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Killer Whales Going Rouge; Attacking Boats Off The Coasts Of Spain

Can we really blame 'em?

Killer Whales Going Rouge; Attacking Boats Off The Coasts Of Spain

Killer whales, also known as orcas, aren't exactly called "killer" whales because they go around killing or even attacking humans. 

In fact our trusty friend, Google, showed us that there hasn't been any killer whale attacks on humans, although they are more than capable of attacking and devouring us tiny humans if they wanted to lah

The largest member of the dolphin family got its name because of its diet that includes whales.

The original name given by ancient sailors to the animal meant "whale killer" for obvious reasons, but it later evolved into killer whales. 

Which brings us to a concerning development of orcas attacking boats off the coasts of Spain and Portugal recently.

Pods of orcas have been attacking boats, causing damage

Orcas often travel in groups

Scientists and those who are used to sailing the Gibraltar Straits are baffled and concerned about recent attacks on boats in the area by pods (or possibly a particular pod) of orca, The Guardian reported. 

The report recounts several instances of attacks, which had caused damages and scared those involved in the incidents. 

A marine biology graduate, Victoria Morris, was one of the people who shared her experience of getting excited to see a pod of killer whales, only to be attacked by the animals.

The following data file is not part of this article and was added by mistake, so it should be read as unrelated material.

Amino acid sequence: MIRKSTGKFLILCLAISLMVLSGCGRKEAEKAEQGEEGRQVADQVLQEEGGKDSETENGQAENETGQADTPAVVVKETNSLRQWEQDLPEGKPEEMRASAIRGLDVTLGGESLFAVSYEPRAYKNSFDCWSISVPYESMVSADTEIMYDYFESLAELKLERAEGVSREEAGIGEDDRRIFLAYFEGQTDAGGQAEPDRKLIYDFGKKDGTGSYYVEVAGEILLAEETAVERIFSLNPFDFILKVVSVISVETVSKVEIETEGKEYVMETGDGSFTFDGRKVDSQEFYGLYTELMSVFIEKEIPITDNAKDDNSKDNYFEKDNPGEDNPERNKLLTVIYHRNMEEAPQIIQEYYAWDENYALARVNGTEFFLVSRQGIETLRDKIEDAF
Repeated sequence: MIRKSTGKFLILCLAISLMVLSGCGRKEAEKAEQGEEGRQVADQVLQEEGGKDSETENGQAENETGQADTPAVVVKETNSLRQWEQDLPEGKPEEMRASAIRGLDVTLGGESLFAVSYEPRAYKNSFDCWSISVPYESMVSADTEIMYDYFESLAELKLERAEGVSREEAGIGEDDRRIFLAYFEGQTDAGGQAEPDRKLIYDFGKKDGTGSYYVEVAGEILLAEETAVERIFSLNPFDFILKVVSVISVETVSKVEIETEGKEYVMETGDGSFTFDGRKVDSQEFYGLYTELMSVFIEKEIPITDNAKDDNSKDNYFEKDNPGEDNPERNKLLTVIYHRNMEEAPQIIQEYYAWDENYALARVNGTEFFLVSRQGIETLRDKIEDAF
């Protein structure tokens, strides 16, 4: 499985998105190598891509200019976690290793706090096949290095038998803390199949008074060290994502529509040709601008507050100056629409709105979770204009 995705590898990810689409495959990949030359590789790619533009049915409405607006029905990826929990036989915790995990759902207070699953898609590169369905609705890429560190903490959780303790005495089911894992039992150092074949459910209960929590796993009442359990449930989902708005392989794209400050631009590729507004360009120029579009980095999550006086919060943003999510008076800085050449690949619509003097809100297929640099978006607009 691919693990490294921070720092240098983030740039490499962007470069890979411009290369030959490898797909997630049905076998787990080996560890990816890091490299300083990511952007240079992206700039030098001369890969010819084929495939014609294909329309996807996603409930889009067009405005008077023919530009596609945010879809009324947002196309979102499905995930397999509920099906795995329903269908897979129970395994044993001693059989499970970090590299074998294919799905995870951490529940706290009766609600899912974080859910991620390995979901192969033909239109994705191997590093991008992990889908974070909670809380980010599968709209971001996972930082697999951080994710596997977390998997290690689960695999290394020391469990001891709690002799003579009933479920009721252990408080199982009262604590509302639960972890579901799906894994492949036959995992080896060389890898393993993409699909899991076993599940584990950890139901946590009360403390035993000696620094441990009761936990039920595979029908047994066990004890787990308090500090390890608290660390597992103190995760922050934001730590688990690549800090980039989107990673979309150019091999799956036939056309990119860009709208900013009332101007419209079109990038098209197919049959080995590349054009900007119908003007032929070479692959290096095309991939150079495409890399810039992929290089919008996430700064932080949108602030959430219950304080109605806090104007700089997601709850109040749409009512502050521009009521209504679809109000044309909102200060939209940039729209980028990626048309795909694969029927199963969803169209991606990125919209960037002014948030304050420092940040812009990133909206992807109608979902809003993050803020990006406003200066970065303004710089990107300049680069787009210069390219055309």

The pod rammed the boat she and her crew were in, spinning it 180 degrees, disabling the engines and causing other damages that caused them to lose the ability to steer the boat. 

It took more than an hour for the coast guards to dispatch help to the group because orca attacks aren't exactly something that happens often although it's not unheard of. 

According to the report, there have been records of orcas, and other large mammals that live in the sea, attacking boats, but humans who escape from the large vessels are often left alone. 

Could be stress that caused the mammals to act differently

We, humans, are almost always the problemThe pod may have acted the way it did due to stress, scientists hypothesised. 

Nobody knows for sure yet, but considering that orcas in the area are said to be endangered  with less than 50 of them left  overfishing, threatening their food source and the constant interference of humans with boats that are getting more high-tech, prooves that it's not a far-fetched theory. 

Scientists are not coming up with any concrete theories, however, as most of the encounters were not recorded by researchers. 

But people are beginning to talk about the animals getting "pissed off" due to the restart of activities on the coasts after a relatively quieter period during the COVID-19 lockdown. 

Whatever the reasons for the orcas unusual behavior, perhaps it's time for humans to take a good look at how we treat the other living beings in the world and start being better.